We briefly covered the APDG Live Performance Standard Agreement for Design, APDG Manual for Screen Design Practices, and APDG Live Performance Design Guidelines. Each of these was acknowledged by the group as useful resources. It appeared that while not many had read these in depth, it was good to now know what’s in them and how they can be used.
APDG Action: Further promote the existing resources in bite sized chunks to spread information in easy to digest posts?
The question of fees came up. While the scale provided in the document was useful, it’s not relevant in all situations – particularly for low-budget or independent theatre productions. The APDG is clear that it doesn’t advise accepting payment under award wages (see MEAA website for more). However, designers requested guidance on a sliding scale or percentage of budget that would be generally acceptable for emerging designers in these situations.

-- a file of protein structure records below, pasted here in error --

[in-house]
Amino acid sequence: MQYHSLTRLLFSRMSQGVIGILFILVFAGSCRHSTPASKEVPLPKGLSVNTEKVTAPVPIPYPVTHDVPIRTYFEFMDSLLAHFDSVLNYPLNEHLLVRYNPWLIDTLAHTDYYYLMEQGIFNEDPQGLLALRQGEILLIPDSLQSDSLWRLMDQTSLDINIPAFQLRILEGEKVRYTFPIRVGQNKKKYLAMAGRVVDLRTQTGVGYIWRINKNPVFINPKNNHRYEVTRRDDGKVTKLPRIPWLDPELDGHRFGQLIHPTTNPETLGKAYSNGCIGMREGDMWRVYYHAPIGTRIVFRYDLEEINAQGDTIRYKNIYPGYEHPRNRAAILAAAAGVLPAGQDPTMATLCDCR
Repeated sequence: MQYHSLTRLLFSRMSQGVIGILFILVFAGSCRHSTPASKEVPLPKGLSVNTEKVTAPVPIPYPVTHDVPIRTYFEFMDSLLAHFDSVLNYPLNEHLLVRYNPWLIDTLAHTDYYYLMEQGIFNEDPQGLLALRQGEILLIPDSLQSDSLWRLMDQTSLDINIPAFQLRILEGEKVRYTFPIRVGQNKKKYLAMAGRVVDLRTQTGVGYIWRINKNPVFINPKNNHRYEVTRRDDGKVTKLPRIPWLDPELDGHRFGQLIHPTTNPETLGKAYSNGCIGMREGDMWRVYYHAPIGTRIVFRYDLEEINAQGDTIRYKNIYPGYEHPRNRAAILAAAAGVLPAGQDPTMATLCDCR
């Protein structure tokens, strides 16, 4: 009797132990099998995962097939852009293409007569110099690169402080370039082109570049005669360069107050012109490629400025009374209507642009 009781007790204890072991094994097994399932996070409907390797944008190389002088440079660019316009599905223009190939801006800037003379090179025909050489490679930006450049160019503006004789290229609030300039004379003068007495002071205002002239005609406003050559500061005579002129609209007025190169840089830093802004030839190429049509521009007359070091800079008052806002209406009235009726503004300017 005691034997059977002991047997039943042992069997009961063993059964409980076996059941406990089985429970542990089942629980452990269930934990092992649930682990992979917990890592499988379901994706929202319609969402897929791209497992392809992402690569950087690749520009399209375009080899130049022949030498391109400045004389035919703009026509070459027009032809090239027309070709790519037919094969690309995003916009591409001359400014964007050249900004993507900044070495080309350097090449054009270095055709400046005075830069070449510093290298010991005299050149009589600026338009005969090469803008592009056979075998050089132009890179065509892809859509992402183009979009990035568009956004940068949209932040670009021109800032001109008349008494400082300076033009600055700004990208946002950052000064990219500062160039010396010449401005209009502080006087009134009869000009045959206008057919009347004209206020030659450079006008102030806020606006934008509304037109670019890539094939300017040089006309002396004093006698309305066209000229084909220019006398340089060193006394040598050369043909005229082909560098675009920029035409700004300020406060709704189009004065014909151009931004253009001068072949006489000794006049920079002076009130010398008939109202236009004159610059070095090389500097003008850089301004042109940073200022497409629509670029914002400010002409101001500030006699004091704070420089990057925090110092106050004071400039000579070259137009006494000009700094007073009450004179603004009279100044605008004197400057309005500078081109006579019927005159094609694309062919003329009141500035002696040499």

It became evident that the independent theatre sector is vital for emerging designers, however much of the APDG materials is directed towards main-stage company structures. We acknowledge this is due to the mammoth task involved in creating the existing materials and the need to limit the scope of the initial information.
APDG Action: Next step, acknowledge the differences of working in the independent theatre sector and provide information relevant for working in this area.
The newly designed website was widely praised for the fresh layout, ease of navigation and resources provided. In particular it was agreed that the Skills & Business Directory, or member profiles section, was a positive step for the guild. Attendees indicated they would update their profiles there (and you should too if you haven’t yet!).